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Presidential Address, delivered at the Royal College of Physicians, Dublin, June 12th, 1894

  • Conolly Norman
Extract

Gentlemen,—My first and most pleasing duty in taking this chair is to thank you very warmly for the honour you have done me in placing me here. Recalling the names of those who have occupied this position before me, I am abashed by my sense of my own unworthiness to fill it. When the question of my nomination as President of this Association was mooted, I would fain have stood aside, but the kindly representations of those members who said that it was Ireland's turn for an Annual Meeting made me feel that I could not evade the honourable task which was put upon me, even though I feel that I am very far from being the fittest of my contemporaries to undertake it. I have also been moved to accept your kindness and the distinguished honour you have conferred upon me in the hope that a meeting might be arranged in Dublin in such a way as to further the objects of the Association and to be of advantage to the members, particularly to those who live in Ireland. How far this hope may be fulfilled remains to be seen. I trust, in any case, that our present meeting may be so far successful that all our future Annual Meetings may be working meetings, and that under successors, I hope more competent than myself, the Association may be thereby materially aided in its forward path. For this meeting we have, I am happy to say, a very large and comprehensive programme, the members having heartily seconded the efforts of the General Secretary and myself to bring in good material. I desire no credit for this. I may say, with Montaigne, “I have brought you here a nosegay of sweet flowers; nothing is mine but the string that ties them together.” It is, perhaps, the function of the Chairman of such a meeting as this rather to aid and to suggest discussion than himself to take a very prominent part therein; rather to offer opportunities for others than to make them for himself; rather to be the whetstone than the chisel—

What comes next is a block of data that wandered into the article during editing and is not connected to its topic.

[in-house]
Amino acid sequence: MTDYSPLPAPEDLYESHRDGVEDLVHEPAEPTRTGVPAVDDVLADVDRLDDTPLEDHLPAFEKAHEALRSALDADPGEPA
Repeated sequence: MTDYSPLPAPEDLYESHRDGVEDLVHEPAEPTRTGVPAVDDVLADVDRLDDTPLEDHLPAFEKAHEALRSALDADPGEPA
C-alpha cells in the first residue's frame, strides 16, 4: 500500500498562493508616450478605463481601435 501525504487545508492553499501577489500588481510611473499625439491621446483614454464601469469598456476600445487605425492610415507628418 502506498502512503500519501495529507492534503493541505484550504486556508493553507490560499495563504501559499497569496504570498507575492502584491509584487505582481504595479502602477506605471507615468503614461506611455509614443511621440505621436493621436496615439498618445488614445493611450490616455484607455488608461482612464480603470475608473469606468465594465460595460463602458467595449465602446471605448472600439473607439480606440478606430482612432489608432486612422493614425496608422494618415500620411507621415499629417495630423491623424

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Voll Müh’ und eitles Stückwerk.

“Fixed in the mire, they say, we sullen were In the sweet air which by the sun is gladdened, Bearing within ourselves the sluggish reek; Now we are sullen in this sable mire.”

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The British Journal of Psychiatry
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  • EISSN: 2514-9946
  • URL: /core/journals/the-british-journal-of-psychiatry
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Presidential Address, delivered at the Royal College of Physicians, Dublin, June 12th, 1894

  • Conolly Norman
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